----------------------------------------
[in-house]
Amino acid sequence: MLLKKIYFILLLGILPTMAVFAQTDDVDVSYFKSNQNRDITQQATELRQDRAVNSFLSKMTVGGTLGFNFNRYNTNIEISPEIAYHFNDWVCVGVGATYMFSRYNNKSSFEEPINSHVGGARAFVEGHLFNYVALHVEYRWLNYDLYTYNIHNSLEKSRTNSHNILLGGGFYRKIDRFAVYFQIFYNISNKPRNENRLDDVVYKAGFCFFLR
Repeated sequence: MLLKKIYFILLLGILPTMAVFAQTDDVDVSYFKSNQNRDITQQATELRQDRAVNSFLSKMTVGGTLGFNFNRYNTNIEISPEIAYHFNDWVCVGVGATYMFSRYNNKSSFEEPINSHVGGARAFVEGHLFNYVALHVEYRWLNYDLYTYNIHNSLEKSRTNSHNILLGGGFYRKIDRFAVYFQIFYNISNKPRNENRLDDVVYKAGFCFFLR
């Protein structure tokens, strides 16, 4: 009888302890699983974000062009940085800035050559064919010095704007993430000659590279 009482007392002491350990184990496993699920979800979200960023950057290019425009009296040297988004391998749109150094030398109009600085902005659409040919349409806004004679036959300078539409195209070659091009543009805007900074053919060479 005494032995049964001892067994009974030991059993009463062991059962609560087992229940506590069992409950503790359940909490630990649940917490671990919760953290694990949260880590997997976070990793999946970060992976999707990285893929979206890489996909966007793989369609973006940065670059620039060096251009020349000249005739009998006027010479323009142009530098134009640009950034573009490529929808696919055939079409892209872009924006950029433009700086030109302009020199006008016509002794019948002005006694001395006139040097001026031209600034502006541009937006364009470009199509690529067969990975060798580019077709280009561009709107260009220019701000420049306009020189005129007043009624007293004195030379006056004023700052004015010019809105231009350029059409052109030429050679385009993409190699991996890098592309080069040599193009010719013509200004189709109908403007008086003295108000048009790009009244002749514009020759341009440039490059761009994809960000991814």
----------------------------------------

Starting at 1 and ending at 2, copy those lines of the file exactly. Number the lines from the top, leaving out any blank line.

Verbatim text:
[in-house]
Amino acid sequence: MLLKKIYFILLLGILPTMAVFAQTDDVDVSYFKSNQNRDITQQATELRQDRAVNSFLSKMTVGGTLGFNFNRYNTNIEISPEIAYHFNDWVCVGVGATYMFSRYNNKSSFEEPINSHVGGARAFVEGHLFNYVALHVEYRWLNYDLYTYNIHNSLEKSRTNSHNILLGGGFYRKIDRFAVYFQIFYNISNKPRNENRLDDVVYKAGFCFFLR